Under the Headset  


Reseeding playoffs would add more meaning to Week 17 games


This is my annual futile attempt to propose to the NFL that it is time to consider reseeding the playoffs once the teams have been established.

How Billick would reseed playoffs
Teams would get in by winning the division and there would be two wild cards, exactly like it is now. Once the playoff field is set, the six teams in each conference already in the field are then seeded based on overall record. So, theoretically, a 10-6 division winner could be a No. 5 seed, and an 11-5 wild-card team could be a No. 4 seed.

The argument for the current system seems to be a singular one -- that there needs to be a substantial incentive to win a division, thus guaranteeing at least one home game. The fear is that winning a division will diminish in importance if that carrot is removed.

Really? A pass into the playoffs where everyone is alive isn't enough incentive to put your best effort out there? The opposite is true. If the playoffs were reseeded, you would see an additional two or three games, going into the last weekend, have more meaning.

Case in point are the Houston Texans. At 10-5, they are guaranteed the No. 3 seed regardless of what transpires this weekend against the Titans. In addition, the Titans have a not-so-unrealistic chance of grabbing a wild-card spot with a win. If I am the Oakland Raiders or the New York Jets, who both need the Titans to lose to have a shot at the postseason, it just doesn't seem right that they are playing a team that has no vested interest in winning the game.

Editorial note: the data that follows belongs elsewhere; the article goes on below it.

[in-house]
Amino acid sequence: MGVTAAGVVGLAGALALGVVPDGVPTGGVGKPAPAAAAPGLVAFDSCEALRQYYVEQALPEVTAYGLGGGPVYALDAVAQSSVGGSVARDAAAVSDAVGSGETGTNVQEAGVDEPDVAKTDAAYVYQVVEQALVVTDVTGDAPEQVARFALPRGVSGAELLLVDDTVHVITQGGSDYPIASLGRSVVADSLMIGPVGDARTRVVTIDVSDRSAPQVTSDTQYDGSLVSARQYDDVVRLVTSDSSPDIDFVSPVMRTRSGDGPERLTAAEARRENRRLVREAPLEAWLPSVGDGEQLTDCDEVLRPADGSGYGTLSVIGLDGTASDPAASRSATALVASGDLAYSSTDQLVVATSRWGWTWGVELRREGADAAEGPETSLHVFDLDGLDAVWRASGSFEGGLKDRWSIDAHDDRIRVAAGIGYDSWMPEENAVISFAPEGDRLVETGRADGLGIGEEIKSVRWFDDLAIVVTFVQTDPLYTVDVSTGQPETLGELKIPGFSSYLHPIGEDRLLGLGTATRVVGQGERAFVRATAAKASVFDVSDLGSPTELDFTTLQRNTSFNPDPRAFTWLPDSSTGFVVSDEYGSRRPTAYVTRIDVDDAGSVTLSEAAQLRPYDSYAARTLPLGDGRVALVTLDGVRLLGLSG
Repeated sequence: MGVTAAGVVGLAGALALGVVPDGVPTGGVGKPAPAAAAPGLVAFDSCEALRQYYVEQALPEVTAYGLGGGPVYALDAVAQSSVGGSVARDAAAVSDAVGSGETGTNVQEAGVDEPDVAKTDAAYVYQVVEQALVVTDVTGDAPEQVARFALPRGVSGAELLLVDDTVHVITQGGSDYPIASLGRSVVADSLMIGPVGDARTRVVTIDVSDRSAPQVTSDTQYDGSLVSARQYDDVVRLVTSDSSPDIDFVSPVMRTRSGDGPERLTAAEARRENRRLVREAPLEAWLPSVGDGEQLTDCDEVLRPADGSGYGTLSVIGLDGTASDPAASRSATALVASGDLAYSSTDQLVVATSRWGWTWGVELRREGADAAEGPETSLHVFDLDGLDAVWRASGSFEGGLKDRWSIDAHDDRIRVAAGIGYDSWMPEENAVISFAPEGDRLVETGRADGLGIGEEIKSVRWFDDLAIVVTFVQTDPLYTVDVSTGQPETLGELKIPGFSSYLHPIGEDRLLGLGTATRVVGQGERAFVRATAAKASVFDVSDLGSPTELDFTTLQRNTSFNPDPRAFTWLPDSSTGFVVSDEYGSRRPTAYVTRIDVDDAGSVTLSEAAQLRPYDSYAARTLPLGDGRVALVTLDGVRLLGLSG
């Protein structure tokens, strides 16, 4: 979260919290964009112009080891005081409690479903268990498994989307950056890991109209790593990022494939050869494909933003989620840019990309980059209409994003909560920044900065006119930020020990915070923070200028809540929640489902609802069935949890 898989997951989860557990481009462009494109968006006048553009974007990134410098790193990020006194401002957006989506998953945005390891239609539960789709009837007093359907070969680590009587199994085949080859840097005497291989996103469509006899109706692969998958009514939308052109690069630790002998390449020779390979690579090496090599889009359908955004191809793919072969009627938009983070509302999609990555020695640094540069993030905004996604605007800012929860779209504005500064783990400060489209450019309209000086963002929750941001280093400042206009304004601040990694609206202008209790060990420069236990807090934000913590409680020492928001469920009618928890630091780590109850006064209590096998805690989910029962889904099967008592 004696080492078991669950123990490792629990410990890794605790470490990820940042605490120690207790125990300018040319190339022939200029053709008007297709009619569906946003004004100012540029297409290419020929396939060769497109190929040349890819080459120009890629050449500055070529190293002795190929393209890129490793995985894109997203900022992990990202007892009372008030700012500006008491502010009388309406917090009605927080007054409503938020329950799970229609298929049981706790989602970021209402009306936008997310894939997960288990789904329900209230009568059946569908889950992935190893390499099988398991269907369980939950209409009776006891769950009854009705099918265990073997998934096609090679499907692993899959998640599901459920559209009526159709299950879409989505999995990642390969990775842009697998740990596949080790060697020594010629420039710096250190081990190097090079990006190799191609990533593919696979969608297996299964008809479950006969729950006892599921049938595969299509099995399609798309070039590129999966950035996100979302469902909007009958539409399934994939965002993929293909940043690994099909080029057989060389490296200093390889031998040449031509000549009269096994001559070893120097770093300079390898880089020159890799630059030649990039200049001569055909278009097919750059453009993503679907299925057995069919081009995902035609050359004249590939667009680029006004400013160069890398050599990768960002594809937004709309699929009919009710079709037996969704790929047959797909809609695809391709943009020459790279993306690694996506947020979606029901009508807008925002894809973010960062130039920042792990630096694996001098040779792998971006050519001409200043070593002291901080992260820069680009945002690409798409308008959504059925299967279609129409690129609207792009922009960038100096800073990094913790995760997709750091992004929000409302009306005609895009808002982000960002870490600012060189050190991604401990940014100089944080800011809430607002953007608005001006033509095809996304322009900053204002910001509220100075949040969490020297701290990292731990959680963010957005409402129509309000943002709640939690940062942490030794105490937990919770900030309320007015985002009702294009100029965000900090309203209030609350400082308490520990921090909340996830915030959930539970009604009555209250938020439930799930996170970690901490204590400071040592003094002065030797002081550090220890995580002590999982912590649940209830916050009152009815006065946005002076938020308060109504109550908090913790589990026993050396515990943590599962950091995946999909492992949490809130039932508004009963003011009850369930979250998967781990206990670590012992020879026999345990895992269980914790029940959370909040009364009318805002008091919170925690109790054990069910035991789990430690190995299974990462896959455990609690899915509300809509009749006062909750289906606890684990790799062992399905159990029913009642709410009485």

In both conferences, the No. 4 seed is either going to be 8-8 or 9-7, whether it's Denver or Oakland in the AFC or Dallas or the N.Y. Giants in the NFC. In both cases, they will be hosting the fifth seed, who will have a better record. Either Detroit will be 11-5 or 10-6, and Atlanta will be 10-6. In the AFC, an 11-5 or 12-4 Pittsburgh Steelers team will go to the winner of the AFC West or the 11-5 Baltimore Ravens will.

The value of divisional wins has already been diminished with the possibility of an 0-6 divisional team sweeping the remaining 10 games and going 10-6. Last year the Kansas City Chiefs won the division at 10-6, but only went 2-4 in the AFC West.

Of course the poster child for those who say the division winner should get a home playoff game was the 2010 Seattle Seahawks, who won the anemic NFC West with a 7-9 record. The 11-5 New Orleans Saints had to go on the road to Seattle and promptly lost 41-36 to the Seahawks. No one is arguing that in today's NFL any team can't beat any other team on any given day. It still does not justify that a team with a lesser record should get a home playoff game.

The NFL has done a tremendous job of pushing divisional games to the back of the schedule forcing teams to win within the division to claim the crown or make the playoffs. Going into last week's games, 22 teams still had a chance at the playoffs. I am not suggesting that if the league goes to this format that they can push those kinds of numbers to the last game of the season, but they would certainly increase substantially the number of games that would have real meaning and create more competitive games in the final week of the season. There are only 16 games in a season, and it should be the goal to make as many of them as possible have real meaning.

Follow Brian Billick on Twitter @coachbillick



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